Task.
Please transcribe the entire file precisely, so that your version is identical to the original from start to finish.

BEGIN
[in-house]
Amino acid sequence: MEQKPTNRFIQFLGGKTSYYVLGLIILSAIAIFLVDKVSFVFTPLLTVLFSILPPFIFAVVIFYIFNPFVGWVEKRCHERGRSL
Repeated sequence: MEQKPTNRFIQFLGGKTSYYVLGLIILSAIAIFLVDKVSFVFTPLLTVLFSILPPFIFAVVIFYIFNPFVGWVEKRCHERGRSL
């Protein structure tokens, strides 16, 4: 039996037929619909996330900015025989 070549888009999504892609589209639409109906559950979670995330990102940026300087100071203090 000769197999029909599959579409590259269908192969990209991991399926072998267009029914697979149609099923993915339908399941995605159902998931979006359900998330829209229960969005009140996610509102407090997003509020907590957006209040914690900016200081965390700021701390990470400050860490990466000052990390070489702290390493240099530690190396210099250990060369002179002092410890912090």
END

[in-house]
Amino acid sequence: MEQKPTNRFIQFLGGKTSYYVLGLIILSAIAIFLVDKVSFVFTPLLTVLFSILPPFIFAVVIFYIFNPFVGWVEKRCHERGRSL
Repeated sequence: MEQKPTNRFIQFLGGKTSYYVLGLIILSAIAIFLVDKVSFVFTPLLTVLFSILPPFIFAVVIFYIFNPFVGWVEKRCHERGRSL
């Protein structure tokens, strides 16, 4: 039996037929619909996330900015025989 070549888009999504892609589209639409109906559950979670995330990102940026300087100071203090 000769197999029909599959579409590259269908192969990209991991399926072998267009029914697979149609099923993915339908399941995605159902998931979006359900998330829209229960969005009140996610509102407090997003509020907590957006209040914690900016200081965390700021701390990470400050860490990466000052990390070489702290390493240099530690190396210099250990060369002179002092410890912090």